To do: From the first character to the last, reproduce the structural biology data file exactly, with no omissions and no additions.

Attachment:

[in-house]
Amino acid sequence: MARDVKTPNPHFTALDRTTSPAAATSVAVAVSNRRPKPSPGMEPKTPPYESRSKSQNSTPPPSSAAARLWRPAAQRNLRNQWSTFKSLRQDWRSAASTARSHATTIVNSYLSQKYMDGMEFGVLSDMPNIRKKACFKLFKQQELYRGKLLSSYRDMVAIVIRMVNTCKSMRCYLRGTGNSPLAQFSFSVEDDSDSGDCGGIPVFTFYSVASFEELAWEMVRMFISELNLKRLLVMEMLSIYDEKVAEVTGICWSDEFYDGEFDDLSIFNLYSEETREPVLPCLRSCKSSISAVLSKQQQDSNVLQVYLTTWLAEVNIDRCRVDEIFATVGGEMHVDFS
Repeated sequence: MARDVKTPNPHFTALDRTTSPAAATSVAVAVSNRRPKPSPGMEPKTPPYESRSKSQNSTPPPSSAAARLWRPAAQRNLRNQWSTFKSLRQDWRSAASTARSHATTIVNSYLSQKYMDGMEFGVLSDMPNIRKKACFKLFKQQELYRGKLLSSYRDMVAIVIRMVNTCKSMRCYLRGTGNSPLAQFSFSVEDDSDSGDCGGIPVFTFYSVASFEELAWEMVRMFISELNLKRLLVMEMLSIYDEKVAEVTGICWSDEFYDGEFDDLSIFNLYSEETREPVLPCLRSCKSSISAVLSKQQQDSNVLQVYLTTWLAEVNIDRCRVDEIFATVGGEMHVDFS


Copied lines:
[in-house]
Amino acid sequence: MARDVKTPNPHFTALDRTTSPAAATSVAVAVSNRRPKPSPGMEPKTPPYESRSKSQNSTPPPSSAAARLWRPAAQRNLRNQWSTFKSLRQDWRSAASTARSHATTIVNSYLSQKYMDGMEFGVLSDMPNIRKKACFKLFKQQELYRGKLLSSYRDMVAIVIRMVNTCKSMRCYLRGTGNSPLAQFSFSVEDDSDSGDCGGIPVFTFYSVASFEELAWEMVRMFISELNLKRLLVMEMLSIYDEKVAEVTGICWSDEFYDGEFDDLSIFNLYSEETREPVLPCLRSCKSSISAVLSKQQQDSNVLQVYLTTWLAEVNIDRCRVDEIFATVGGEMHVDFS
Repeated sequence: MARDVKTPNPHFTALDRTTSPAAATSVAVAVSNRRPKPSPGMEPKTPPYESRSKSQNSTPPPSSAAARLWRPAAQRNLRNQWSTFKSLRQDWRSAASTARSHATTIVNSYLSQKYMDGMEFGVLSDMPNIRKKACFKLFKQQELYRGKLLSSYRDMVAIVIRMVNTCKSMRCYLRGTGNSPLAQFSFSVEDDSDSGDCGGIPVFTFYSVASFEELAWEMVRMFISELNLKRLLVMEMLSIYDEKVAEVTGICWSDEFYDGEFDDLSIFNLYSEETREPVLPCLRSCKSSISAVLSKQQQDSNVLQVYLTTWLAEVNIDRCRVDEIFATVGGEMHVDFS